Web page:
The most ideal thing to do is educate yourself then you can decide what to do, whether trade, invest, or stake.

  1. Tell us more about your collaboration with The Patio

The Patio has been a hotspot for young people recently and this is one of the reasons why we approached them about accepting crypto payments. The whole idea came from a crypto blogger that is interested in writing about crypto payments and adoption all over the world. He reached out to us as the Skill Haven team to understand and analyze crypto adoption in Uganda and to assess if there were any crypto payments accepted in Uganda. At that time, there wasn’t any business that we knew that accepted crypto payments so we approached The Patio. It was the third business we had approached and fortunately, the idea was quickly embraced. The team was very open-minded and their Bitcoin campaign ran for two months though few people were able to participate. If businesses start accepting crypto payments, it will be easier to adopt crypto.

  1. How have African Regulatory bodies affected crypto adoption in Africa?
    Most of the regulations have discouraged so many crypto enthusiasts, however, we shouldn’t be worried. Technology is being made for the young people who are going to be of the future and most of these regulations are being imposed by outgoing politicians. When outgoing politicians leave, the regulations will align with all these new tech inventions such as crypto. Just like we were able to move from majorly using emails for communication to adopting social media, from hardcopy newspapers to digital papers among others. 

I think there is a lot of panic regulation because of the fear of losing control. For example, besides crypto adoption being on the rise in Uganda, another thing that triggered the Bank of Uganda (BOU) ban was the Tooro region hinting at adopting blockchain. I think we can find better ways of regulating.

  1. Most Ugandans are afraid of investing or trading crypto because of rising scams. How can we change their minds? Also, how can they protect themselves against scams?

As I mentioned before, education is very important. People are not aware of the technological shift and its effects. Additionally, crypto main players also have a lot of work to do. As we educate more Ugandans, we also need support from them because they have the resources that could help increase awareness.
There are people that only believe what the government says, therefore the government needs to take part in this as the opinion leaders so that no one is harmed by all these technology scams and more so left behind.

  1. Exchange platforms such as Yellow Card, Flutterwave, and Binance among others, have had to suspend operations in Uganda because of Bank of Uganda’s circular on payment licensees for crypto transactions, how has this affected customers, and how do we move on?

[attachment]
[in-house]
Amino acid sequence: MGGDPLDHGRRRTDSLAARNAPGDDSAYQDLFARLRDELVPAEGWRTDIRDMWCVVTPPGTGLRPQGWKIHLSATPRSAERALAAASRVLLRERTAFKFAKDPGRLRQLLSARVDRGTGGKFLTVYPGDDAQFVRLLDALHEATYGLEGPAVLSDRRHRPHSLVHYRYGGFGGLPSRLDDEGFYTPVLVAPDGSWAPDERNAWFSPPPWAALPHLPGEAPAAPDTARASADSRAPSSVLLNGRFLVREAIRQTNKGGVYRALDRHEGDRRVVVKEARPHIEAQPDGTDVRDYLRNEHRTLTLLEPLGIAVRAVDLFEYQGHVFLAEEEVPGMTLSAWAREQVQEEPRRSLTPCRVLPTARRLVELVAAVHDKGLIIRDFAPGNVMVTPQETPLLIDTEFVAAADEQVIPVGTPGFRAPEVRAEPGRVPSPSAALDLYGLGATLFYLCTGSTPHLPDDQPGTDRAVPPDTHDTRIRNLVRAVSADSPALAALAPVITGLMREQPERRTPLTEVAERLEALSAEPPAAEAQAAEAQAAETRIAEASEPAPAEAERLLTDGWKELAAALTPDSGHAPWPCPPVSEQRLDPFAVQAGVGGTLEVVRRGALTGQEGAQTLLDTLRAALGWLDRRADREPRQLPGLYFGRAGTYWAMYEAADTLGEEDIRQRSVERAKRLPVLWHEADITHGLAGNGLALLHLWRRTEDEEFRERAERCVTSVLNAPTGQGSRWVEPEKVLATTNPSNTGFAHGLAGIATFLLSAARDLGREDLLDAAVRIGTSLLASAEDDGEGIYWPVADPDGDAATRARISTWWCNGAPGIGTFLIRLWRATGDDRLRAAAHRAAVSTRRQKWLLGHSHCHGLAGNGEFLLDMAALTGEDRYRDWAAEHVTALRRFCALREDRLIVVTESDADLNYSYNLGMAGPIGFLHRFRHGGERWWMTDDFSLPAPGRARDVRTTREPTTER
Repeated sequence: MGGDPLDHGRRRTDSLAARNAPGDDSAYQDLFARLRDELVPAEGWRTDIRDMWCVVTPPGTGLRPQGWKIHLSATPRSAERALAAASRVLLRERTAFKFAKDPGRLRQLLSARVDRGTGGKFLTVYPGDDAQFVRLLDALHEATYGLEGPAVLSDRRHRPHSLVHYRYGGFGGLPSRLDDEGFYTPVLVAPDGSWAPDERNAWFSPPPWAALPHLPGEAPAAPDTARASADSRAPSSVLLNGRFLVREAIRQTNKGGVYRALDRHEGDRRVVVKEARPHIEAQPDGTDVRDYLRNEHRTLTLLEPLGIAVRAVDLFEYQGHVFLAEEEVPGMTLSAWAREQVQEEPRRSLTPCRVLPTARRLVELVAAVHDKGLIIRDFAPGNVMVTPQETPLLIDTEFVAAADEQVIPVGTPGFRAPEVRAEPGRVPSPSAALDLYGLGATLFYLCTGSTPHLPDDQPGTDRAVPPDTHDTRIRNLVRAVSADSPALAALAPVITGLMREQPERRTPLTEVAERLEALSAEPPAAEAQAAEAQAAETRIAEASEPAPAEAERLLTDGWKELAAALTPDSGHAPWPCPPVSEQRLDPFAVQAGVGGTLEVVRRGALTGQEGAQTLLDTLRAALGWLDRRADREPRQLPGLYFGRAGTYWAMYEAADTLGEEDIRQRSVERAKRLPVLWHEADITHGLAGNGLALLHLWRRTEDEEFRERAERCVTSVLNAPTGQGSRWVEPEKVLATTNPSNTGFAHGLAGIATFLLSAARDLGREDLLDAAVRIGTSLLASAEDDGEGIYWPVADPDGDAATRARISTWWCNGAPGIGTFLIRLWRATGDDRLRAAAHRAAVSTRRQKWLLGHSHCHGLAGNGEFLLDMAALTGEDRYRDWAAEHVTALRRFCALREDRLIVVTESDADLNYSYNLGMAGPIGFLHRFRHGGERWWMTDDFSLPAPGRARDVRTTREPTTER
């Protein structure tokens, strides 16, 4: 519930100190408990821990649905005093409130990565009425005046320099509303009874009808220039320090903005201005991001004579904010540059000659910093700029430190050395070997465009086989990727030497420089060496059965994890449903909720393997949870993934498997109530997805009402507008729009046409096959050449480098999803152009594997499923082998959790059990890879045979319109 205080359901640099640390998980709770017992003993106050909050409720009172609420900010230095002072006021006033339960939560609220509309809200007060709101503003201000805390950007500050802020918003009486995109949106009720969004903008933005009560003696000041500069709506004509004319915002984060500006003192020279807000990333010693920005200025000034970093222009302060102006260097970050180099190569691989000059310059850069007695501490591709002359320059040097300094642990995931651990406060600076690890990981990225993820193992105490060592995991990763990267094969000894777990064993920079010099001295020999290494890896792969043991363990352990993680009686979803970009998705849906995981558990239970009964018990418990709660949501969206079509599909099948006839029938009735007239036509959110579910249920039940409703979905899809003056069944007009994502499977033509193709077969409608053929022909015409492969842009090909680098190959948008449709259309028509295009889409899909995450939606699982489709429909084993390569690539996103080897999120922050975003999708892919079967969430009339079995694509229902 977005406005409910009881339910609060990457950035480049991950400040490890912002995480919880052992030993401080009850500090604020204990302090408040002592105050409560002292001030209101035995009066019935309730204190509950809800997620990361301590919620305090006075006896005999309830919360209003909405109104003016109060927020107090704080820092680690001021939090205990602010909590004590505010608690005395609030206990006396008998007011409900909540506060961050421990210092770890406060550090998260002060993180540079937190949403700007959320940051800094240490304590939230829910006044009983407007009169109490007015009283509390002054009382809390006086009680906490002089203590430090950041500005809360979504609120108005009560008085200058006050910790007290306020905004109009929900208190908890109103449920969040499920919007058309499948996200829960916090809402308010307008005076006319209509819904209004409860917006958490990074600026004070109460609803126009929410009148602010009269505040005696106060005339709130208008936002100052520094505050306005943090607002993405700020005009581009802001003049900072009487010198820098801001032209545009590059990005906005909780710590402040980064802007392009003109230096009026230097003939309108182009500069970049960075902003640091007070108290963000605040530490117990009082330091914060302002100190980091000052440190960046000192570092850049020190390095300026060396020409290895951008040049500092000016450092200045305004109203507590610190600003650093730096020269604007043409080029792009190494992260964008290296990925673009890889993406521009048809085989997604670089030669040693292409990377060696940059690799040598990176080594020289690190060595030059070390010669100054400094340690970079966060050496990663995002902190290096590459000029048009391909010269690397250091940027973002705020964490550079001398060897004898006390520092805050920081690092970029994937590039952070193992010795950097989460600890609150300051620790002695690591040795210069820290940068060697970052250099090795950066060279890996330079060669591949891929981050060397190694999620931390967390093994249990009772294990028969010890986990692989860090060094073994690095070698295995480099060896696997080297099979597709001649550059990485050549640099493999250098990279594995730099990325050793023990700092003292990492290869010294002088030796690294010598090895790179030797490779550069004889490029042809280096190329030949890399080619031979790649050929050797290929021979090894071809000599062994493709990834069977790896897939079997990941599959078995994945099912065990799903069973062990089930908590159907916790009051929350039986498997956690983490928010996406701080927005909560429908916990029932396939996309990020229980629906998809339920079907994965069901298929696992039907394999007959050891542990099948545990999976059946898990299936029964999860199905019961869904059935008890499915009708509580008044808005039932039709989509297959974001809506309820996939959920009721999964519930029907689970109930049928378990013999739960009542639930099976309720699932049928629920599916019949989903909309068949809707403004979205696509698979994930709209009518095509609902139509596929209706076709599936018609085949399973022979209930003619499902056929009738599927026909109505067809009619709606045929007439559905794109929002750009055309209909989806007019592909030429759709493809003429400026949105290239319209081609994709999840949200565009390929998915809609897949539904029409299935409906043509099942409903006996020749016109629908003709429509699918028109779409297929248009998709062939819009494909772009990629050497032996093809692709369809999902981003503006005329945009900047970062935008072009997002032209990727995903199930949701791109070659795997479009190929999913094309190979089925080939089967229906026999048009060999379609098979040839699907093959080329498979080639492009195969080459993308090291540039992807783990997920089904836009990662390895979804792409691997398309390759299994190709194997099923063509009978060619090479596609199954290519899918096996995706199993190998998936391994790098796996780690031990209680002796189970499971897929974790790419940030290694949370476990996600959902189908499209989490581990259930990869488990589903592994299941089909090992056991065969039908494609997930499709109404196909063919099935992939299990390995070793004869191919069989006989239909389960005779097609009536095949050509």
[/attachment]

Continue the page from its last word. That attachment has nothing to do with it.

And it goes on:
For most of these exchanges, this was a business shock as well as a wake-up call. While the Ugandan market had gotten comfortable with mobile money withdrawal which was the right move given the rise in fintech options, it was high time exchange platforms explored other options for people to access their crypto funds. Some customers had to lose their investments because the circular was unexpected but now we are more aware and should discover other options to prepare for such uncertainties.

  1. Other African countries such as Nigeria, Kenya, and South Africa are quickly adopting Non-Fungible Tokens (NFTs). Why is Uganda still lagging behind?

In most cases, the driver of adoption is demand. Uganda’s population is not knowledgeable enough to have a high demand for NFTs. Some of our local artists such as Daddy Andre and Kohen Jaycee have NFTs but so many people are not interested or curious enough to find out more information on this because they do not know about them. There are significant benefits but only to those that understand them. However, I would recommend everyone to read more about them, additionally, creative artists need to explore more about digital art because of the rate at which technology is changing our lives.

  1. Any advice for those aspiring to join the crypto trend and the crypto enthusiasts out there?

Education is very important. We all need to invest in educating ourselves about crypto. Crypto has become so trendy. In five years to come, crypto will be one of the tech revenue sources. As much as there is a lot to earn from cryptocurrencies, there are a lot of scams too, therefore, one has to have enough knowledge about it before they engage in it.
Fortunately, those that are interested in crypto, can join our classes at Skill Haven to help enhance their knowledge. The classes will also help them understand how to overcome misleading crypto scams.